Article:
U.S. Attorneys Mike Hurst of the Southern District of Mississippi and William C. “Chad” Lamar of the Northern District of Mississippi announced April 1 that the U.S. Department of Justice is making $850 million available to help public safety agencies respond to the challenges posed by the outbreak of COVID-19.
The Coronavirus Emergency Supplemental Funding program, authorized by the recent stimulus legislation signed by President Trump, will allow eligible state, local and tribal governments to apply immediately for these critical funds. The department is moving quickly to make awards, with the goal of having funds available for drawdown within days of the award.
“These funds will go directly to our local and tribal governments in order for them to secure essential supplies and equipment necessary to keep our citizens safe,” said Hurst. “I can think of no better way to fight this pandemic than to get this money out quickly and directly to our men and women on the front lines fighting this global crisis in our communities.”
“These funds will aid our state, local, and tribal partners during this pandemic to continue performing the necessary and important work that they do on a daily basis. We appreciate the efforts to make these funds immediately available because we are all in this fight together, and by continuing to work together, we will win,” remarked Lamar.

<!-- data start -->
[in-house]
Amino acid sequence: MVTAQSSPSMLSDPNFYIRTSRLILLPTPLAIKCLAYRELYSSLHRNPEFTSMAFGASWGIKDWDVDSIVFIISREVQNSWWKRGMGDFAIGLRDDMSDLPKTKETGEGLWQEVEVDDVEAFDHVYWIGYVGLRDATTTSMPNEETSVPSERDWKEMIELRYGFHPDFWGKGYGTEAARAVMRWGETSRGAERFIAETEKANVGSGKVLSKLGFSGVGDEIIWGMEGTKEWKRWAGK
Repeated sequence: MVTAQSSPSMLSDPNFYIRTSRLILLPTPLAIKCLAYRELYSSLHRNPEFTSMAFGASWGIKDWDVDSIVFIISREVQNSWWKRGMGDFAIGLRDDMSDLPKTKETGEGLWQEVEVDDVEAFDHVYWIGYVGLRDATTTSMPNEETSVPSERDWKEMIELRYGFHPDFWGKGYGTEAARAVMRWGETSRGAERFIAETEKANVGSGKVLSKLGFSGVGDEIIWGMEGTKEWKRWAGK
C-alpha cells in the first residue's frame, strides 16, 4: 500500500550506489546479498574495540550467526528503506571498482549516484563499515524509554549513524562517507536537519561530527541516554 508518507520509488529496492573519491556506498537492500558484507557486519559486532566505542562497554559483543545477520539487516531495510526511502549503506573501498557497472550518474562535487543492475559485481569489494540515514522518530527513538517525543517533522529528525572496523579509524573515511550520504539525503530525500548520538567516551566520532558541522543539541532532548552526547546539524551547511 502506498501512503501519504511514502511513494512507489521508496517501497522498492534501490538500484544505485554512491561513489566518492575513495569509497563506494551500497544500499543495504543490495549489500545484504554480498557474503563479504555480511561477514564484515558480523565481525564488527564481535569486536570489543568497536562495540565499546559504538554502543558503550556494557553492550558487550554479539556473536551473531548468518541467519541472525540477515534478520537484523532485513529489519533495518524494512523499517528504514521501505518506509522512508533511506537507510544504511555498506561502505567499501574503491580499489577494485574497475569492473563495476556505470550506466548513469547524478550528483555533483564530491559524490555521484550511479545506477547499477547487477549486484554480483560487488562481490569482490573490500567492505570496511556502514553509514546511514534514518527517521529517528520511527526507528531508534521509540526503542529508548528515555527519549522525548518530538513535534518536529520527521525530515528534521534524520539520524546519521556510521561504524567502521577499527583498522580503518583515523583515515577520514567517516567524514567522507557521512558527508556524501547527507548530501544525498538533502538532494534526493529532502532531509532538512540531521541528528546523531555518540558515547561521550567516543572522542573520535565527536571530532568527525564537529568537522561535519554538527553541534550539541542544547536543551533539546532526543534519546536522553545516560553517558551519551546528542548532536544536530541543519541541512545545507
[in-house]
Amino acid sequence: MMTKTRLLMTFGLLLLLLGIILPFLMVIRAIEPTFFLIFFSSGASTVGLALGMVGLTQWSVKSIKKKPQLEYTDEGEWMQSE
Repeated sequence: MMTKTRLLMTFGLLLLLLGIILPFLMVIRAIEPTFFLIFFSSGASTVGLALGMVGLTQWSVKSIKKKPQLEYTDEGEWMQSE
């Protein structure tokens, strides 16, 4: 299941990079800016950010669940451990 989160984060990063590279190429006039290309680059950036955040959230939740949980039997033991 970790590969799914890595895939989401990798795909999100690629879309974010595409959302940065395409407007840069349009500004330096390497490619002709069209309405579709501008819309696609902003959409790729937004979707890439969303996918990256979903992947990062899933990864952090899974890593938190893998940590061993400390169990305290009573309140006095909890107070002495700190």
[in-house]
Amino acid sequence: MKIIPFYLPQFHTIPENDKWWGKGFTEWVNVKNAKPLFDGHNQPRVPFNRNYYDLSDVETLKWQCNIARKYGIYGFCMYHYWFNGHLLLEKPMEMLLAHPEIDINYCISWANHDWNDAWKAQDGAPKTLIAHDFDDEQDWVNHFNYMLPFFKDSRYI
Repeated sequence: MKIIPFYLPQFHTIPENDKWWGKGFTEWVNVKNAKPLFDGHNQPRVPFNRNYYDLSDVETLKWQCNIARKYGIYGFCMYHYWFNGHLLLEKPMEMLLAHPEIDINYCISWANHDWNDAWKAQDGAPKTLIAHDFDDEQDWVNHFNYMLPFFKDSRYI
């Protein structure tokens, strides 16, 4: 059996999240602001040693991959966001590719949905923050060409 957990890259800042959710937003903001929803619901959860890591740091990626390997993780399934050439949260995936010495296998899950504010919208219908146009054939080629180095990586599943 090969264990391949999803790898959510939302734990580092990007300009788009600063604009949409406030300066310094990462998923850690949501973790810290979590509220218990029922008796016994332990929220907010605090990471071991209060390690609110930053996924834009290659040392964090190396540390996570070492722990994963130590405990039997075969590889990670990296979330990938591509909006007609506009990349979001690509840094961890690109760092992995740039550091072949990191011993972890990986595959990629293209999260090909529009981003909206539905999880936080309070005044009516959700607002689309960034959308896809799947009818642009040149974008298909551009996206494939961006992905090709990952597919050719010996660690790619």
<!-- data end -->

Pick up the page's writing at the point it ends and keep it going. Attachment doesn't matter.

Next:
“This is an unprecedented moment in our nation’s history and an especially dangerous one for our front-line law enforcement officers, corrections officials and public safety professionals,” said Office of Justice Programs Principal Deputy Assistant Attorney General Katharine T. Sullivan. “We are grateful to the Congress for making these resources available and for the show of support this program represents.”
The solicitation, posted by the Bureau of Justice Assistance in the Justice Department’s Office of Justice Programs, will remain open for at least 60 days and be extended as necessary. OJP will fund successful applicants as a top priority on a rolling basis as applications are received. Funds may be used to hire personnel, pay overtime costs, cover protective equipment and supplies, address correctional inmates’ medical needs and defray expenses related to the distribution of resources to hard-hit areas, among other activities. Grant funds may be applied retroactively to Jan. 20, subject to federal supplanting rules.
Agencies that were eligible for the fiscal year 2019 State and Local Edward Byrne Memorial Justice Assistance Grant Program are candidates for this emergency funding. A complete list of eligible jurisdictions and their allocations can be found at https://bja.ojp.gov/program/fy20-cesf-allocations.
For more information about the Coronavirus Emergency Supplemental Funding program, visit https://bja.ojp.gov/funding/opportunities/bja-2020-18553.
The websites for both U.S. Attorney’s Offices in Mississippi now contain a front page button where visitors can quickly report fraud to the office, to the National Center for Disaster Fraud or to the Federal Bureau of Investigation. Mississippians who believe they may have been the target or victim of a virus-related fraud scheme should visit www.justice.gov/SDMS and www.justice.gov/NDMS, and provide detailed information about their experience.